1. > How often must I harp on this issue? Use question marks for questions.

    Rhetorical questions don’t necessarily require a question mark; strictly speaking, it’s a stylistic choice. I agree that it’s generally better to add a question mark, even if the question is rhetorical, but you can argue it either way. A lot of times, the context of the line or the character’s intonation are pretty good indicators of whether or not a question mark is necessary.

    I’m not advocating the omission of the question mark here because it’s hard to tell from just the screenshot whether I’d have put one in or not, but you bring up this kind of “mistake” fairly frequently in your reviews and I’m kind of interested to hear your thoughts on the issue.

    • Question marks are used for questions. Whether the questions need a response or not is irrelevant. That’s pretty much all there is to it.

      • Case study:

        1. Isn’t he a weirdo?
        2. Isn’t he a weirdo.

        The omission of the question mark in the second sentence completely changes the meaning. The first one is truly a question requiring an answer: “Do you think that guy is weird?” The second one is a statement of opinion that doesn’t require or even encourage a response: “That guy seems weird to me.”

        In the same vein, the case you pointed out in this review could take on two different meanings based on the punctuation:

        1. So this is FairyCo, huh?
        2. So this is FairyCo, huh.

        The first sentence is a question the character would ask someone else as confirmation: “So this is FairyCo, right?” In the second sentence, it’s a monologue where the “huh” exists solely to add emphasis. You could easily change it to simply read: “So this is FairyCo.”

        • Yes, you just repeated to me what I already knew about redundant questions. I would like now to ask you what the second word in “redundant question” is.

          • I’m disappointed you’re so inflexible about this issue, considering the diverging opinions on it. You often encourage a looser application of grammatical rules in subs in favor of emulating natural speech or improving readability, so I was hoping for a more nuanced opinion.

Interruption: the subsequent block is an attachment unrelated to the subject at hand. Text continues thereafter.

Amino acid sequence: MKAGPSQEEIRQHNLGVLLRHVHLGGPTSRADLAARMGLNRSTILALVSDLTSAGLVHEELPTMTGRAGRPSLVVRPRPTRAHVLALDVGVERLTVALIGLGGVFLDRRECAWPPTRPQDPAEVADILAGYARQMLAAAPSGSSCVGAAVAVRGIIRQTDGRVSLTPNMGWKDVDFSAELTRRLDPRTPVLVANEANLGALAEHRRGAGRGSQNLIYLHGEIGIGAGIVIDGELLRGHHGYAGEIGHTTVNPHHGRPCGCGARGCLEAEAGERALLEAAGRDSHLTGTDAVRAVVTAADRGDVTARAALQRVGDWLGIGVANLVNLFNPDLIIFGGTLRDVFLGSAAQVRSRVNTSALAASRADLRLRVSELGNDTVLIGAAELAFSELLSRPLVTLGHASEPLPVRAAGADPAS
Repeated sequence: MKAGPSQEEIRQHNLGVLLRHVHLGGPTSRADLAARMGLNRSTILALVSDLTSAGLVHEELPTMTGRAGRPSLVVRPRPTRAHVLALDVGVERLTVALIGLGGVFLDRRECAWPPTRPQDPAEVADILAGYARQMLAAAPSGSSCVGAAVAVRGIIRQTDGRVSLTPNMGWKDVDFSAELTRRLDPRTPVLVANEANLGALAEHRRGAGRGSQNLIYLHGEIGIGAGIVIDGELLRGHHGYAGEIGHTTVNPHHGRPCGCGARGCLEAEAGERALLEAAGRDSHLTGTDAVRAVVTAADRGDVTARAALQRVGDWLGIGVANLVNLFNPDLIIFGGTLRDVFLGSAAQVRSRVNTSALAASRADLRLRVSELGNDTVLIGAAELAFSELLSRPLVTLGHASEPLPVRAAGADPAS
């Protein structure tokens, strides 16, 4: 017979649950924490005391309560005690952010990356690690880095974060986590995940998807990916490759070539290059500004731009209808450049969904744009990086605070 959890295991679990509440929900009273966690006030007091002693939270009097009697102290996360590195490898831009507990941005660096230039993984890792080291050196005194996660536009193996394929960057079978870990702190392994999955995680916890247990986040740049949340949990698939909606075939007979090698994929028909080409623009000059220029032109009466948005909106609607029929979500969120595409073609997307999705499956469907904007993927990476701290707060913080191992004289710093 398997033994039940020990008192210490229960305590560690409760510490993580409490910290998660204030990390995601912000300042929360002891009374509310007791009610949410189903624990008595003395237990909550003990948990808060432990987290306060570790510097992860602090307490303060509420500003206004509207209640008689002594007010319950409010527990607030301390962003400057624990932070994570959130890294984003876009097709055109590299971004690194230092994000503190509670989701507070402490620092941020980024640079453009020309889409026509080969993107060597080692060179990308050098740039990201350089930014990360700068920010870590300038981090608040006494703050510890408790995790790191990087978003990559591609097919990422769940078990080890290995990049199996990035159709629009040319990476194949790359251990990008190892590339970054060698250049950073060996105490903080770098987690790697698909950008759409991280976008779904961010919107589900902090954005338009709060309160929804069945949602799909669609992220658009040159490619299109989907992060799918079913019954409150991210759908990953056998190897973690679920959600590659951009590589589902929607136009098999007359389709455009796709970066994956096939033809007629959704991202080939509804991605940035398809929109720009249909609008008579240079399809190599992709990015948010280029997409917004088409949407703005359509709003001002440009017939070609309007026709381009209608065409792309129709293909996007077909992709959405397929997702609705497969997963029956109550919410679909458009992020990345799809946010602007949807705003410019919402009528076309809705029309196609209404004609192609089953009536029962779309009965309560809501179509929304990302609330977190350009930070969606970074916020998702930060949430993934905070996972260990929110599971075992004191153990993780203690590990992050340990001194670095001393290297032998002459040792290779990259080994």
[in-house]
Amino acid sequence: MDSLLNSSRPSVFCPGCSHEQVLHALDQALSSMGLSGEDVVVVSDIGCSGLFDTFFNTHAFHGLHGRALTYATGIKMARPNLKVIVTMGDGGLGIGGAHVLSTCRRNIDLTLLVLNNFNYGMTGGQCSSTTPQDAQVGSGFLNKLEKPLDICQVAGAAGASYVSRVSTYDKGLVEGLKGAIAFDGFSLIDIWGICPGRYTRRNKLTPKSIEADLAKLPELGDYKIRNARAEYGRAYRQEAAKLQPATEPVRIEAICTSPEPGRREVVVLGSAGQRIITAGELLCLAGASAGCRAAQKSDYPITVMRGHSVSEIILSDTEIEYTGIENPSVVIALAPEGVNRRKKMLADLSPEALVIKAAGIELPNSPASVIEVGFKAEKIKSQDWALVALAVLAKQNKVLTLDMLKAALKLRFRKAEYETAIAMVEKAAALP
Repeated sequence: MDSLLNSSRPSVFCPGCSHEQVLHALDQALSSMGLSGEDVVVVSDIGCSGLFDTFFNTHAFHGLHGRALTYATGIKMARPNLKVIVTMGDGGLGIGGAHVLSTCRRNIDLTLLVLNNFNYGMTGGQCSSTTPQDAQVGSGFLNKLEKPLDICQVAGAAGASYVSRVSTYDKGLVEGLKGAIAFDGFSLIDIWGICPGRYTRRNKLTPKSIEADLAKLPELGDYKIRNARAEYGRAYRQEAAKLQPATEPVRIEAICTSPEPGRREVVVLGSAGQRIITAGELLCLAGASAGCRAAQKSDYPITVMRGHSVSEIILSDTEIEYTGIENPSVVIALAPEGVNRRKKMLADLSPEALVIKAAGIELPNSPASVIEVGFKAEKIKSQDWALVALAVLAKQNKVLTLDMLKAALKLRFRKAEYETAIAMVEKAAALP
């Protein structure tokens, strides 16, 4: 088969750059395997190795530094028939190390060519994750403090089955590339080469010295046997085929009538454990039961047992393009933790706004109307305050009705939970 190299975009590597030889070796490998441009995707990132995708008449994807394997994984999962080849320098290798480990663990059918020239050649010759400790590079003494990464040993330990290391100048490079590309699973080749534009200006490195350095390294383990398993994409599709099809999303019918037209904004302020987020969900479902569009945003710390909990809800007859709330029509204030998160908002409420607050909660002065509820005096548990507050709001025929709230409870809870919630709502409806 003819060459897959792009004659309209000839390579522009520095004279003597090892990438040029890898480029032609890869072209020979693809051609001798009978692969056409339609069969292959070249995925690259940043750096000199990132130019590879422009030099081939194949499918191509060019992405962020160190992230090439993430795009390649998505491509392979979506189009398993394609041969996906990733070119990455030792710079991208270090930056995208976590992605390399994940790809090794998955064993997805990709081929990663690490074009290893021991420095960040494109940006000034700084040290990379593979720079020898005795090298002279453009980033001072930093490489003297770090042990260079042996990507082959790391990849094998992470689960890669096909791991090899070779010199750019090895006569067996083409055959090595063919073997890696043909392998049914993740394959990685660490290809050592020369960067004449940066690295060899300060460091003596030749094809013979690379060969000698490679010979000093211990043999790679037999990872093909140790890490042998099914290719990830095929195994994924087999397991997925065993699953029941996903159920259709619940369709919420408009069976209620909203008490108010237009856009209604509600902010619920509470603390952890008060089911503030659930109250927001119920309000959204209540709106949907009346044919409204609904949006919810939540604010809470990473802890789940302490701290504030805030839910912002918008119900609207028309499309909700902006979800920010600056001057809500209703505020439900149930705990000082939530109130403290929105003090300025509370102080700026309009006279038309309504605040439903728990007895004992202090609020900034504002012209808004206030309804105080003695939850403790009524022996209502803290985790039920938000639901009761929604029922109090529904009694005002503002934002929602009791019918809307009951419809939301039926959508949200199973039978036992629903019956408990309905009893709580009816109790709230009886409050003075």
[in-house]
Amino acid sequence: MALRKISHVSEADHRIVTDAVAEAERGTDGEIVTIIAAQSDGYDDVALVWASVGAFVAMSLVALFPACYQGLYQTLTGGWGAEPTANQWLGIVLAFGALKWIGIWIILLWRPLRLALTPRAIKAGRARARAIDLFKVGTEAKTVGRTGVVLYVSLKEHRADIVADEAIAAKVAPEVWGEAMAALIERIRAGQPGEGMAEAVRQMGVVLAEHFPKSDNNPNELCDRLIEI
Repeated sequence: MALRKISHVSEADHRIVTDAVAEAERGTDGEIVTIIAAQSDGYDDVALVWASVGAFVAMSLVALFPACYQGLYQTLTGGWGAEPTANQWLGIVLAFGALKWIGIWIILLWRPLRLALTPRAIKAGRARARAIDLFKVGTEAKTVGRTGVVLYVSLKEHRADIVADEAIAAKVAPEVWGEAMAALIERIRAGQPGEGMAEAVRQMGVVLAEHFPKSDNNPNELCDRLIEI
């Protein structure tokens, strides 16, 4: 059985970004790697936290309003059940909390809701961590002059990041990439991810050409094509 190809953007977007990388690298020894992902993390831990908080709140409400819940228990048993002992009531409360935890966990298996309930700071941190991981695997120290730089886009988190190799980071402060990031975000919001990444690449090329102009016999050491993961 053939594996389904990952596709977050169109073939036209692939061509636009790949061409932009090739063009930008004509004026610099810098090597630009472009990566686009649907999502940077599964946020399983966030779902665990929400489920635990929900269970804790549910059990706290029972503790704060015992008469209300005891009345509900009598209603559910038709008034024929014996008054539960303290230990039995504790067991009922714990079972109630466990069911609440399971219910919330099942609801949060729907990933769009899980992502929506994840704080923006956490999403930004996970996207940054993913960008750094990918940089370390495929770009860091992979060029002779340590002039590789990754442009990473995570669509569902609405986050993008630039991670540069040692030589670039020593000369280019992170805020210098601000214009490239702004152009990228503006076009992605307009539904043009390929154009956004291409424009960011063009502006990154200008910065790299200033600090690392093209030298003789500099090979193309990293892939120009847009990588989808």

I suppose we’ll have to agree to disagree.

          • I personally think that Nevreen is right… I think the word means “so, this is FairyCo… I see… It depends on how we pronounce the sentence and based on the dialogue, i think Nevreen opinion is valid.. well, just my opinion though…

          • I also agree with Nevreen. A period is not confusing, and it carries a much different nuance than a question mark in these situations. It’s a structure worth consideration in some circumstances, at least.

            In this case, a question mark would not match the context or audio at all. It’s better to rephrase the whole thing or leave the punctuation as a period. A question mark would probably be a translation error IMHO and the worst option.

              • It’s making a question out of a statement that’s not a question that’s the error. I thought that was clear?

                Either you consider the line to not be a question and use a period, or if you want question marks on anything that looks like it could be a question, you rephrase it so it no longer could work at all with a question mark.

                Or am I looking at the wrong line? I don’t have the Commie release. Anybody have a literal TL of what’s being said? Is it a question in Japanese?